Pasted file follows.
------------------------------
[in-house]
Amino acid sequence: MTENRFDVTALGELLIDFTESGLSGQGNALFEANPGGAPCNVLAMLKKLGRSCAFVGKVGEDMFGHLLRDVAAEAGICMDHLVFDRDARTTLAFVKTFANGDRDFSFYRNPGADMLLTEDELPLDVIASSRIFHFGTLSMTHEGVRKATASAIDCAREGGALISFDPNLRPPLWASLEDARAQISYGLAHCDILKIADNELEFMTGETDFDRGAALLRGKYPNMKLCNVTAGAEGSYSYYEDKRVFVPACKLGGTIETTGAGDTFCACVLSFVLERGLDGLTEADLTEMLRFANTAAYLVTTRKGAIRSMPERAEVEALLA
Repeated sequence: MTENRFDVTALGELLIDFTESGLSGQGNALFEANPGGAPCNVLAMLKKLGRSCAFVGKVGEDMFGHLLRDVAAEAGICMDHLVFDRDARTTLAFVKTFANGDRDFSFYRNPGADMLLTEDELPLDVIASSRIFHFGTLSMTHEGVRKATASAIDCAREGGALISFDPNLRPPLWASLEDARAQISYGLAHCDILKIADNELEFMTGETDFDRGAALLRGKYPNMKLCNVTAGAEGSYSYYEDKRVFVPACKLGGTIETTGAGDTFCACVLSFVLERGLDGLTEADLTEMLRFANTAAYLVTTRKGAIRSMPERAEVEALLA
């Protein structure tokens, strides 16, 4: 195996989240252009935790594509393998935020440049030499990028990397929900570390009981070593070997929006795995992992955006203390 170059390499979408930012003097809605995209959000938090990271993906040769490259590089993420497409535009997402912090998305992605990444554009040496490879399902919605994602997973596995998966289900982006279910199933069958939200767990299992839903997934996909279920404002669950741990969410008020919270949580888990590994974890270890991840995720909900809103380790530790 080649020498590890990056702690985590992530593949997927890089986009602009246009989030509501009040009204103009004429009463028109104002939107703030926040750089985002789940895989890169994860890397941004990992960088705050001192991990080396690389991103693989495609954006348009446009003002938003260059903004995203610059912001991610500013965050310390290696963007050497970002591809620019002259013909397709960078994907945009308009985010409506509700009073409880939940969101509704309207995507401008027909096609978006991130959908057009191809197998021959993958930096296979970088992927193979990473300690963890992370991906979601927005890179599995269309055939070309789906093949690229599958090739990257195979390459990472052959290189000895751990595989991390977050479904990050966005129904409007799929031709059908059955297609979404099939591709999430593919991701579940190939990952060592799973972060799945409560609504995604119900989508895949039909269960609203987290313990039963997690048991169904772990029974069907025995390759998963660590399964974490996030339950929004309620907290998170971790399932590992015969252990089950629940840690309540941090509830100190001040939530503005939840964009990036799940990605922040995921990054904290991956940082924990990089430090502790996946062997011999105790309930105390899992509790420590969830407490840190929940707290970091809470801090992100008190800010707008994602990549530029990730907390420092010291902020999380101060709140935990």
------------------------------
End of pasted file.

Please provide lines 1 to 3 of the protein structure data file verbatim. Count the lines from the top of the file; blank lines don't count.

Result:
[in-house]
Amino acid sequence: MTENRFDVTALGELLIDFTESGLSGQGNALFEANPGGAPCNVLAMLKKLGRSCAFVGKVGEDMFGHLLRDVAAEAGICMDHLVFDRDARTTLAFVKTFANGDRDFSFYRNPGADMLLTEDELPLDVIASSRIFHFGTLSMTHEGVRKATASAIDCAREGGALISFDPNLRPPLWASLEDARAQISYGLAHCDILKIADNELEFMTGETDFDRGAALLRGKYPNMKLCNVTAGAEGSYSYYEDKRVFVPACKLGGTIETTGAGDTFCACVLSFVLERGLDGLTEADLTEMLRFANTAAYLVTTRKGAIRSMPERAEVEALLA
Repeated sequence: MTENRFDVTALGELLIDFTESGLSGQGNALFEANPGGAPCNVLAMLKKLGRSCAFVGKVGEDMFGHLLRDVAAEAGICMDHLVFDRDARTTLAFVKTFANGDRDFSFYRNPGADMLLTEDELPLDVIASSRIFHFGTLSMTHEGVRKATASAIDCAREGGALISFDPNLRPPLWASLEDARAQISYGLAHCDILKIADNELEFMTGETDFDRGAALLRGKYPNMKLCNVTAGAEGSYSYYEDKRVFVPACKLGGTIETTGAGDTFCACVLSFVLERGLDGLTEADLTEMLRFANTAAYLVTTRKGAIRSMPERAEVEALLA